25.4 C
New York
Monday, June 24, 2024
HomeUK NewsSunak stalled deal to resolve doctors’ strikes, report says

Sunak stalled deal to resolve doctors’ strikes, report says


Related stories

Report reveals stark pay disparities among influencers by race

A recent study has uncovered significant pay disparities among...

Government mulls response to NHS data theft by Russian hackers

In light of the substantial data breach impacting London...

Sunak ‘angry’ as election betting allegations surface

Prime Minister Rishi Sunak expressed his fury over accusations...

Conservative campaign gathers momentum with Boris Johnson’s backing

Former Prime Minister Boris Johnson has thrown his support...

Husband murders wife over TikTok relationship, court told

Aminan Rahman, 47, is accused of strangling his wife,...

Allegations have surfaced that prime minister Rishi Sunak is the primary obstacle in resolving the ongoing doctors’ strikes in England, a situation that is exacerbating the NHS waiting lists crisis, an exclusive report in The Guardian said.

Despite repeated warnings from health officials and NHS England, Sunak’s apprehension about setting a precedent for pay increases across the health service is said to be delaying a resolution.

The deadlock has resulted from Sunak’s reluctance to offer a more substantial deal to both consultants and junior doctors, fearing it might trigger similar demands from other health workers, notably nurses.

This standstill comes amid a series of strikes by junior doctors following unsuccessful negotiations between the British Medical Association (BMA) and the Department of Health and Social Care (DHSC), where the government’s proposals were deemed insufficient.

Moreover, consultants have also turned down the government’s latest pay proposal, calling for a better offer. Continuous discussions are still happening in hopes of a breakthrough.

- Advertisement -

It has been reported that Sunak was consistently reminded in meetings with NHS England and the DHSC that NHS waiting list targets would be unachievable without resolving the strikes.

Documents marked “official sensitive” explicitly state that waiting lists will not decrease if industrial actions persist.

On Monday (5), Sunak admitted his inability to fulfill a crucial pledge of reducing NHS waiting lists, a commitment he positioned as a significant measure of his performance upon assuming office. Contrary to his promises, the scenario in England has deteriorated further.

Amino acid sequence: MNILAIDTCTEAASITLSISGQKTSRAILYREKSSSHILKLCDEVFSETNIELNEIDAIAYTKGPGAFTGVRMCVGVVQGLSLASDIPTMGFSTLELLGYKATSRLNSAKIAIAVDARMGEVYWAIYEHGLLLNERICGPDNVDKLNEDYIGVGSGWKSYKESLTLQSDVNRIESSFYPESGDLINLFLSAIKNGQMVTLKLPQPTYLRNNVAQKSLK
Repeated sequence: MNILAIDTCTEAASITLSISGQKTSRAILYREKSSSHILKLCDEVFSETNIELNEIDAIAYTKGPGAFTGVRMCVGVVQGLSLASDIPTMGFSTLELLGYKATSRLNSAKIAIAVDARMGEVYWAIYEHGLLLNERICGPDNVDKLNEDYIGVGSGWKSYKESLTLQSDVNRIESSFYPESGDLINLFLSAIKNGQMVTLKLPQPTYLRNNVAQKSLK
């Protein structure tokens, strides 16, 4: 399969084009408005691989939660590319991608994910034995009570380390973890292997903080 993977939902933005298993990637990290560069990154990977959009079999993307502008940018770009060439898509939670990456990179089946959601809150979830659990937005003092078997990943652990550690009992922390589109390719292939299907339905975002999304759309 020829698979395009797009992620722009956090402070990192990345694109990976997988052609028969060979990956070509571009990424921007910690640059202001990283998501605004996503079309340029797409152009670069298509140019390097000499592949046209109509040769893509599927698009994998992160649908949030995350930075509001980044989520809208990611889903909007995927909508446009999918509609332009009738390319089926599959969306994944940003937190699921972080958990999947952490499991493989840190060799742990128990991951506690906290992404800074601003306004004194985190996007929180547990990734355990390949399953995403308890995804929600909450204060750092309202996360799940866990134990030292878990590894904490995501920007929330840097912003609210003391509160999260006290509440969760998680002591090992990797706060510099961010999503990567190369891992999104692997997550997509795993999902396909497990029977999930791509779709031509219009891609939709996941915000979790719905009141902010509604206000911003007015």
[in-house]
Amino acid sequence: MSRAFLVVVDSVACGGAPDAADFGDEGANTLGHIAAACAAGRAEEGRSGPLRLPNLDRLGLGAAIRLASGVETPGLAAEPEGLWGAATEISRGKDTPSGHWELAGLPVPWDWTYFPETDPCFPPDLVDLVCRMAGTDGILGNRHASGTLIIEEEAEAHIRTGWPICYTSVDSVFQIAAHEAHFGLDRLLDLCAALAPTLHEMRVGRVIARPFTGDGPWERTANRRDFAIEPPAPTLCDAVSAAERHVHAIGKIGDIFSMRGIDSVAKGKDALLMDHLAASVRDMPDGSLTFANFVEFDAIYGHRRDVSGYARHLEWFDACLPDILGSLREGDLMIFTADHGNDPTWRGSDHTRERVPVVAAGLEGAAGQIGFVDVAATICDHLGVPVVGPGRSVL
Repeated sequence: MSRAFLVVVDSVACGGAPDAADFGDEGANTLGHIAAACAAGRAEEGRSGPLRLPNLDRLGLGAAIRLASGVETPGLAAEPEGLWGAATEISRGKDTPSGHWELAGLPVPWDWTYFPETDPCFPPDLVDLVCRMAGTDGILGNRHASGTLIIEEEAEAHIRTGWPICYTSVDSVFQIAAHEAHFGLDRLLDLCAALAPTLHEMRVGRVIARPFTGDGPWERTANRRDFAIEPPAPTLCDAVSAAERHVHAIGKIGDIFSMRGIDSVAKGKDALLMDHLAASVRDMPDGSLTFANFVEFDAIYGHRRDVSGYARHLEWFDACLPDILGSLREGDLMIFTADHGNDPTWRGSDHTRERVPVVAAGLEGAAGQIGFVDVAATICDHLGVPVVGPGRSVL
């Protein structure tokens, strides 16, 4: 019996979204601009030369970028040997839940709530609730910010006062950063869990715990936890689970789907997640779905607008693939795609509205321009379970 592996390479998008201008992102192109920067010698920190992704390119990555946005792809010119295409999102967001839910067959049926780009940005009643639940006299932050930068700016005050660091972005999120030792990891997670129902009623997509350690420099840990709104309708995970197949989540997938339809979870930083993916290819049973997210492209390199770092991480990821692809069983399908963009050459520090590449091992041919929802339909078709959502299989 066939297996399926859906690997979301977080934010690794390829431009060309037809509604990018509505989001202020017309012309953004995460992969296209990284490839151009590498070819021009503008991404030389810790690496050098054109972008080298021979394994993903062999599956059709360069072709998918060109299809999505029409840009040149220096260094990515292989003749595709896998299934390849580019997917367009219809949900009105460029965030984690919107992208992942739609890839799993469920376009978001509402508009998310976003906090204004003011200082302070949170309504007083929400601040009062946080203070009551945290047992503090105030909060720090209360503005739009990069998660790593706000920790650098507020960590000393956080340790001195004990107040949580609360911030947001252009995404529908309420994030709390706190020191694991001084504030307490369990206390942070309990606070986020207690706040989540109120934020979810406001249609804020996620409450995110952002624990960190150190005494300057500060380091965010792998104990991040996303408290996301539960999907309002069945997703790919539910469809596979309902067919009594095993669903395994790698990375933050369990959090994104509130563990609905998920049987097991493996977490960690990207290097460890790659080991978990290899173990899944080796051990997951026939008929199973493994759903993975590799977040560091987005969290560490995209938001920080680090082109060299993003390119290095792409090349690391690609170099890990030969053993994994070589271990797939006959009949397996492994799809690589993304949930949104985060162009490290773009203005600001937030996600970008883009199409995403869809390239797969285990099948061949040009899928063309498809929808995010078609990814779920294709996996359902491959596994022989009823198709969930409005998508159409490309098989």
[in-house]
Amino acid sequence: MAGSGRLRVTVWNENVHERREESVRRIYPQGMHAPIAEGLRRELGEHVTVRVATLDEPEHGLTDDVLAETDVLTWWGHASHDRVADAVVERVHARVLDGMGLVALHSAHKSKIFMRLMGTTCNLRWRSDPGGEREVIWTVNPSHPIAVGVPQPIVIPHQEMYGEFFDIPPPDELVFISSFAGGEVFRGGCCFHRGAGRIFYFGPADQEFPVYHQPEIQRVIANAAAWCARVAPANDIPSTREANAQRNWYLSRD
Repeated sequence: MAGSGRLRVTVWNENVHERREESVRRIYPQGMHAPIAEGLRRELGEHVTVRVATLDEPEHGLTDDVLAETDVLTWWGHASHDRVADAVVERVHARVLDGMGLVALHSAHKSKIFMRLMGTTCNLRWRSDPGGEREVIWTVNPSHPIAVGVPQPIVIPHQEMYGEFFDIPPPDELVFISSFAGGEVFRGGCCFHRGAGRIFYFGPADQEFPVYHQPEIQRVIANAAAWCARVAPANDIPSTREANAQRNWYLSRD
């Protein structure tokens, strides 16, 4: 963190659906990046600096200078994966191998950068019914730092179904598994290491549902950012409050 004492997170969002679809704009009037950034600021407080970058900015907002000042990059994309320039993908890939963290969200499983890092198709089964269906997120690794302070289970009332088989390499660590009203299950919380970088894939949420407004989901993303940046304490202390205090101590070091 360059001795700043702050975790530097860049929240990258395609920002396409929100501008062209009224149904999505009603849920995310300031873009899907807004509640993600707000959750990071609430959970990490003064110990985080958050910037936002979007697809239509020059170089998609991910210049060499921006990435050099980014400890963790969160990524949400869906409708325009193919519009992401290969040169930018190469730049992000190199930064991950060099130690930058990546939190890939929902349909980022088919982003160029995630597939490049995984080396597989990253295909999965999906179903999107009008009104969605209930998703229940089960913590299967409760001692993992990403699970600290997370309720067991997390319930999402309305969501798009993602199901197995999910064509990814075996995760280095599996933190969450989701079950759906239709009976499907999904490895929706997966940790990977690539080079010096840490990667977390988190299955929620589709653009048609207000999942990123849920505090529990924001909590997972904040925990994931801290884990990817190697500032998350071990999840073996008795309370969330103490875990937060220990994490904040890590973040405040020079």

Admitting to his failure to reduce waiting lists, Sunak conceded in a TalkTV interview with Piers Morgan, saying, “Yes, we have [failed].” He later suggested that the NHS strikes were to blame for the worsening situation.

There’s speculation that Health Secretary Victoria Atkins was ready to engage in further negotiations but was held back by Downing Street, which insisted that discussions could only proceed if the strikes were suspended.

Inside sources claim that the dispute encompasses broader issues than pay, including working conditions. Former Health Secretary Steve Barclay reportedly urged Sunak to resolve the conflict but lacked the authority to act independently.

According to NHS insiders, the strikes are significantly impeding efforts to reduce waiting lists, with more than 1.3 million appointments rescheduled due to industrial action. Despite a slight decrease in waiting lists during a pause in strikes, the overall impact remains substantial.

The BMA asserts that doctors are already exceeding their duties and blames the prime minister for the prolonged dispute, suggesting that a reasonable pay offer would allow doctors to focus on reducing waiting lists.

Officials close to Sunak reported that he insists on spending of taxpayer money carefully, leading to his hesitation in approving a larger settlement.

However, critics argue this approach is misguided, pointing out that the cost for additional NHS staffing due to the strikes reached £2 billion by early December and is anticipated to climb to £3 billion, surpassing the amount needed to resolve the conflict.

A DHSC spokesperson said that junior doctors received an average pay raise of 8.8% and additional investment offers were made during negotiations. The department remains hopeful for a resolution, urging the BMA to prioritise patient care and reduce waiting times.



- Never miss a story with notifications

- Gain full access to our premium content

- Browse free from up to 5 devices at once

Latest stories